Welcome to Olympic Feasts at The Schell Cafe!
During the 2012 London Games, we’ll celebrate with meals and stories from around the globe.
I’m honored to have friends sharing special recipes each day during the feast.
Today marks the grande finale to our Olympic Feasts series. Joining us today, is Diana Young, mia amica bella italiana – I hope that means my beautiful Italian friend! Diana and I met when our oldest daughters were in first grade. Their friendship led to ours and we’ve enjoyed five years of chatting about the things we love most – family, friends, faith, travel, food…the list could go on and on. Diana is an amazing cook and I’m delighted she’s joining us at the table today.
This recipe was born some time ago from an idea and an Italian family discussion. (Italians are great at doing this. They can actually discuss something for hours just for the pleasure of doing it).
Three generations together having lunch: My grandmother Maria, my Mom, my Aunt and I outside on the kitchen porch in the summer. It was very hot and we were all kind of not having too much appetite. My mom and my aunt started talking about how in the summer nobody should cook and nobody should eat. “It is too hot and it is too much work to do in this kind of heat!” Now you have to remember that Italy it is not famous for air conditioning systems. Actually, since the air condition has been introduced (some 5 years ago) in some of the big stores, some of the offices and some private homes, most Italians have been having all kind of ailments caused by it. From tummy aches to neck pain and numerous viruses. They are really convinced that it is evil! Anyway. I digress.
So the four generations were trying to find a way to cook (of course we have to eat!) without too much effort. We were all talking about our favorite meal and for most of us the eggplant parmesan was the best thing ever. But how to avoid the salting of the sliced eggplant and the splash in the egg wash for each one of them, follow by bread crumbs and or flour dust, with a splash in the boiling oil? Nobody ever wants to do all that in a kitchen that gets boiling hot from the frying oil and the hot oven to finish it up. And what about calories? You can stop counting at the egg wash…….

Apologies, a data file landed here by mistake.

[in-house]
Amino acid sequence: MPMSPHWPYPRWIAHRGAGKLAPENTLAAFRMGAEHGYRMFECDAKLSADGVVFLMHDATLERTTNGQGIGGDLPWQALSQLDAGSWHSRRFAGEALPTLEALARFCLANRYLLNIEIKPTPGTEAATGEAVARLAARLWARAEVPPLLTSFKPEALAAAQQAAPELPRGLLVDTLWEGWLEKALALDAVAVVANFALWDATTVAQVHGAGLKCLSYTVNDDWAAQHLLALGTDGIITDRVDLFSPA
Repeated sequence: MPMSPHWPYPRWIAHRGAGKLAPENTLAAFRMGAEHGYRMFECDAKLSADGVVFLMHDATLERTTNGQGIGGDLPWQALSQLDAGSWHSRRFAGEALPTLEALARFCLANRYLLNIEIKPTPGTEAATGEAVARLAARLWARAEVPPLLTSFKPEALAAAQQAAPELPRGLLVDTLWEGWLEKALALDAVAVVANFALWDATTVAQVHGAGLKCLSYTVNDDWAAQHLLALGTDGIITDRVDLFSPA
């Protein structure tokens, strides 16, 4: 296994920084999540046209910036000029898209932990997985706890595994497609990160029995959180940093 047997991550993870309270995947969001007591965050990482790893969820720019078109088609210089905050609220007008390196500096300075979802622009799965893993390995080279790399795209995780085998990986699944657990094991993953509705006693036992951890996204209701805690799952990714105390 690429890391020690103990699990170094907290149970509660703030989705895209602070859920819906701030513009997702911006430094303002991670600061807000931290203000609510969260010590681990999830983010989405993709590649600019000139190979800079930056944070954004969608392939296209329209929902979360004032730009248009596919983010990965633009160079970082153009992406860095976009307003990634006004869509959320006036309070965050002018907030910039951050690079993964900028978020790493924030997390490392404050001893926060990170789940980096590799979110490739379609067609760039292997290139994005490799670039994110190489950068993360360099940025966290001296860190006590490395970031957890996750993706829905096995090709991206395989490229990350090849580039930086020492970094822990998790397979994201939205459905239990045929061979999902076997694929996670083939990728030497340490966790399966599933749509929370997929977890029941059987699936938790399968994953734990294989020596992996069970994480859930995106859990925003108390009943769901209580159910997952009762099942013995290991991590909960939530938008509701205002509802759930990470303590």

So we decided to find a way to make it with a twist. Less calories, less cooking and prepping and less work for everybody. We decided to try a grilled version of eggplant parmesan: Just grill the sliced eggplant instead of breading it and frying it.
We all got to work: Maria was slicing and grilling the eggplant, my aunt was making the tomato sauce, I was dicing mozzarella and my mom was grating Parmesan cheese.
If you grill the eggplant you don’t need to salt them to get the bitter juice out because the juice goes away during the grilling. In about half an hour we were done and that night we had Grilled Eggplant Parmesan with a nice salad and a great glass of very cold white wine…….Ahhhh, what a great meal. And the best part was that, because we worked all together, we had fun, it did not take long at all and we barely notice how hot it was. It was a magical day for all of us.
Chop and sautee the onion and the garlic with some olive oil. When they are nice and soft add the 2 cans of tomatoes with a half a cup of water and cook for about 30 to 40 minutes . In the meantime slice and grill the eggplant on the stove or on the grill and put them aside.
When the tomatoes sauce is ready lay one layer of the grilled eggplant on the bottom of a lasagna pan, put the tomato sauce on top and some of the mozzarella and parmesan. Repeat until you have 3 to 4 layers depending on the size of the pan and the eggplant. When done cover the top layer with Mozzarella and Parmesan, cover with aluminum foil and either put it in the refrigerator until you are ready to cook it or cook it at 350 for about 35 minute. When done, uncover it and broil it for another 5 to 10 minutes, serve immediately or the next day.
Enjoy! Buon Appetito!
Diana (& Kristin)